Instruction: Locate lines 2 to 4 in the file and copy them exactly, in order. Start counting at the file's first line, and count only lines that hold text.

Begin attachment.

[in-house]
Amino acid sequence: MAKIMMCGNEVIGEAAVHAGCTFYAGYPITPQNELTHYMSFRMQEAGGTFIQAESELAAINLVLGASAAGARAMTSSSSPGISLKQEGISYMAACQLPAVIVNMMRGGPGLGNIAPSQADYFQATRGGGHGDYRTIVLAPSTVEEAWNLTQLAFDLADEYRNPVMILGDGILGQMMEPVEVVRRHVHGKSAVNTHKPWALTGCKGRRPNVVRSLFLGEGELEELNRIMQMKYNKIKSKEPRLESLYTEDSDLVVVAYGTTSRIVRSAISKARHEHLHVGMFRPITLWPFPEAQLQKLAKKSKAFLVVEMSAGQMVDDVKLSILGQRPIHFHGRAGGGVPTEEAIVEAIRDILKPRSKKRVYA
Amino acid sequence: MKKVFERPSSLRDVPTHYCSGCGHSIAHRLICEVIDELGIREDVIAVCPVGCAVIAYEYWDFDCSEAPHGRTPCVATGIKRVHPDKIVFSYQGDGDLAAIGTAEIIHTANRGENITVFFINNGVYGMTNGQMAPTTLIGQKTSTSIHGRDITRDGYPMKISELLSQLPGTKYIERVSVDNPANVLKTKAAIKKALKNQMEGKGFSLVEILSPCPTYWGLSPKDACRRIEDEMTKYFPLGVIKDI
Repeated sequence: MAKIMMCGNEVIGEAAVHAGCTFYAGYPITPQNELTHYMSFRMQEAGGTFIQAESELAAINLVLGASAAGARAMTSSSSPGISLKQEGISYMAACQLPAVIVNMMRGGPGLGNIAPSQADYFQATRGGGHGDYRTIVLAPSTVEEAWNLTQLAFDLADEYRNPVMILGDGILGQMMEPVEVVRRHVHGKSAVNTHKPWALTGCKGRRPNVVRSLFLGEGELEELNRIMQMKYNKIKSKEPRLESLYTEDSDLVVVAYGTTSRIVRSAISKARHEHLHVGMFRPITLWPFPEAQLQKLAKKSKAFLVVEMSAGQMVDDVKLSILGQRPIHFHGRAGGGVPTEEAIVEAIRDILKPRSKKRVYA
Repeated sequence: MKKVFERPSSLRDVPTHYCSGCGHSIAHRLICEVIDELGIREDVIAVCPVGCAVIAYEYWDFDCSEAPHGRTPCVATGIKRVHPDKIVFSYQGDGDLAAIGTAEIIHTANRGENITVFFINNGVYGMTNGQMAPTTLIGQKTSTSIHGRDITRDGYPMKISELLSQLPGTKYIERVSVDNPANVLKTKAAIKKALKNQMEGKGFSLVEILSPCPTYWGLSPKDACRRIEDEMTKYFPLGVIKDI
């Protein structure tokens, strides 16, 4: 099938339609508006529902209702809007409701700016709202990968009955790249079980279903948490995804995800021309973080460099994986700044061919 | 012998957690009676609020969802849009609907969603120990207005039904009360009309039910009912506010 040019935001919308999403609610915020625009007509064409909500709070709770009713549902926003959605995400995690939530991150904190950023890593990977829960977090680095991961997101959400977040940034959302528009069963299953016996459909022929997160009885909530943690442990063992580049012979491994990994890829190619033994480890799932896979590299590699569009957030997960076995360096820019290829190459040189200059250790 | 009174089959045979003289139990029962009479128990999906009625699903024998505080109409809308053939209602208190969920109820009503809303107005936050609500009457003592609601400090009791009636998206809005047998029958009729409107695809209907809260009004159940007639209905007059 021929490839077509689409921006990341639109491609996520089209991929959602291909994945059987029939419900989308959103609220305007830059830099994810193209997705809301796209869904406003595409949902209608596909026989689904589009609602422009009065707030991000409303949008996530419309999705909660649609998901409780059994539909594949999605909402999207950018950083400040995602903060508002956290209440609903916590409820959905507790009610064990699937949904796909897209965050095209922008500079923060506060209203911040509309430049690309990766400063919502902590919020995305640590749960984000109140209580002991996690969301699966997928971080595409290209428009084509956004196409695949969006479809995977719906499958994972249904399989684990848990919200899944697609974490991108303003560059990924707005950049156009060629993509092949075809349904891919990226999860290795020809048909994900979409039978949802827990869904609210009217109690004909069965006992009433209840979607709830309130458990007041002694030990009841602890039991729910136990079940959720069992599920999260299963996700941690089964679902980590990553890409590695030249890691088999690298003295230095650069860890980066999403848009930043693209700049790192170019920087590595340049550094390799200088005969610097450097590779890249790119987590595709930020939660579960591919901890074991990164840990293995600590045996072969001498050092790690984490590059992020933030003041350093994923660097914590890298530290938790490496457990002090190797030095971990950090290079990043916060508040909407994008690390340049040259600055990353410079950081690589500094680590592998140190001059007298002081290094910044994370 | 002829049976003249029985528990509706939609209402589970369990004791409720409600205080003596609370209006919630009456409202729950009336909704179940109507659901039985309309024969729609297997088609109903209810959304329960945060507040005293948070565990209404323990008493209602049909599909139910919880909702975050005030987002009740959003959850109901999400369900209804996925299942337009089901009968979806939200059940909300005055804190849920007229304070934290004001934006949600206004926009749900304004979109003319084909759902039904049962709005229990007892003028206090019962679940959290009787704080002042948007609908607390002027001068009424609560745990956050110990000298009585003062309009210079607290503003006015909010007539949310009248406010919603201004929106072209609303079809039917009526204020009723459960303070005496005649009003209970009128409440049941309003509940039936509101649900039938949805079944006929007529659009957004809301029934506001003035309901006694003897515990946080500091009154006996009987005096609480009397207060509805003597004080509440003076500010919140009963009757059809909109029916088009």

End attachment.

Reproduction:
Amino acid sequence: MAKIMMCGNEVIGEAAVHAGCTFYAGYPITPQNELTHYMSFRMQEAGGTFIQAESELAAINLVLGASAAGARAMTSSSSPGISLKQEGISYMAACQLPAVIVNMMRGGPGLGNIAPSQADYFQATRGGGHGDYRTIVLAPSTVEEAWNLTQLAFDLADEYRNPVMILGDGILGQMMEPVEVVRRHVHGKSAVNTHKPWALTGCKGRRPNVVRSLFLGEGELEELNRIMQMKYNKIKSKEPRLESLYTEDSDLVVVAYGTTSRIVRSAISKARHEHLHVGMFRPITLWPFPEAQLQKLAKKSKAFLVVEMSAGQMVDDVKLSILGQRPIHFHGRAGGGVPTEEAIVEAIRDILKPRSKKRVYA
Amino acid sequence: MKKVFERPSSLRDVPTHYCSGCGHSIAHRLICEVIDELGIREDVIAVCPVGCAVIAYEYWDFDCSEAPHGRTPCVATGIKRVHPDKIVFSYQGDGDLAAIGTAEIIHTANRGENITVFFINNGVYGMTNGQMAPTTLIGQKTSTSIHGRDITRDGYPMKISELLSQLPGTKYIERVSVDNPANVLKTKAAIKKALKNQMEGKGFSLVEILSPCPTYWGLSPKDACRRIEDEMTKYFPLGVIKDI
Repeated sequence: MAKIMMCGNEVIGEAAVHAGCTFYAGYPITPQNELTHYMSFRMQEAGGTFIQAESELAAINLVLGASAAGARAMTSSSSPGISLKQEGISYMAACQLPAVIVNMMRGGPGLGNIAPSQADYFQATRGGGHGDYRTIVLAPSTVEEAWNLTQLAFDLADEYRNPVMILGDGILGQMMEPVEVVRRHVHGKSAVNTHKPWALTGCKGRRPNVVRSLFLGEGELEELNRIMQMKYNKIKSKEPRLESLYTEDSDLVVVAYGTTSRIVRSAISKARHEHLHVGMFRPITLWPFPEAQLQKLAKKSKAFLVVEMSAGQMVDDVKLSILGQRPIHFHGRAGGGVPTEEAIVEAIRDILKPRSKKRVYA